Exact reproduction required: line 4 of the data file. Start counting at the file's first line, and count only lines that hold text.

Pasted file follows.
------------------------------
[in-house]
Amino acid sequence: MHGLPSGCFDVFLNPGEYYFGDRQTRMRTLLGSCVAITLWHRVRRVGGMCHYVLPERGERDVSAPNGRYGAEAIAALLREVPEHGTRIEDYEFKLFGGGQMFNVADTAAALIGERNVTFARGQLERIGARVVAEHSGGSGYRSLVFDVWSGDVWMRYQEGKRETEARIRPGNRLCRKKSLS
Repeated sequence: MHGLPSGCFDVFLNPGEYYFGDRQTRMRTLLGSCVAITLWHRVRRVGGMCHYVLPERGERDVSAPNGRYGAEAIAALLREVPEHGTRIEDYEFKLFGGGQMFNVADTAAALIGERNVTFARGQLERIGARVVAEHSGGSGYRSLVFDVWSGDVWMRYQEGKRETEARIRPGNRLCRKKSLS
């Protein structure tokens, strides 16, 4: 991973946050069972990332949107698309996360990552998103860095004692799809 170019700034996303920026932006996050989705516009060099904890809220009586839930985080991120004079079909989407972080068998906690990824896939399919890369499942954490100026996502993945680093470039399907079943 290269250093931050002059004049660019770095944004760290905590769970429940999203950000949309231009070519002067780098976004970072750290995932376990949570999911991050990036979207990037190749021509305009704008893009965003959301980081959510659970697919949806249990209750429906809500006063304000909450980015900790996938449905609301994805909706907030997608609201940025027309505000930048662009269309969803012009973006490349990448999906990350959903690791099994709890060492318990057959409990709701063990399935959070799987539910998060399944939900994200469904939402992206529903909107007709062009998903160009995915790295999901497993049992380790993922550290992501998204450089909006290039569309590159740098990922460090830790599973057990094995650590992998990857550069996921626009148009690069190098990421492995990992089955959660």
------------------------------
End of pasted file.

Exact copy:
């Protein structure tokens, strides 16, 4: 991973946050069972990332949107698309996360990552998103860095004692799809 170019700034996303920026932006996050989705516009060099904890809220009586839930985080991120004079079909989407972080068998906690990824896939399919890369499942954490100026996502993945680093470039399907079943 290269250093931050002059004049660019770095944004760290905590769970429940999203950000949309231009070519002067780098976004970072750290995932376990949570999911991050990036979207990037190749021509305009704008893009965003959301980081959510659970697919949806249990209750429906809500006063304000909450980015900790996938449905609301994805909706907030997608609201940025027309505000930048662009269309969803012009973006490349990448999906990350959903690791099994709890060492318990057959409990709701063990399935959070799987539910998060399944939900994200469904939402992206529903909107007709062009998903160009995915790295999901497993049992380790993922550290992501998204450089909006290039569309590159740098990922460090830790599973057990094995650590992998990857550069996921626009148009690069190098990421492995990992089955959660």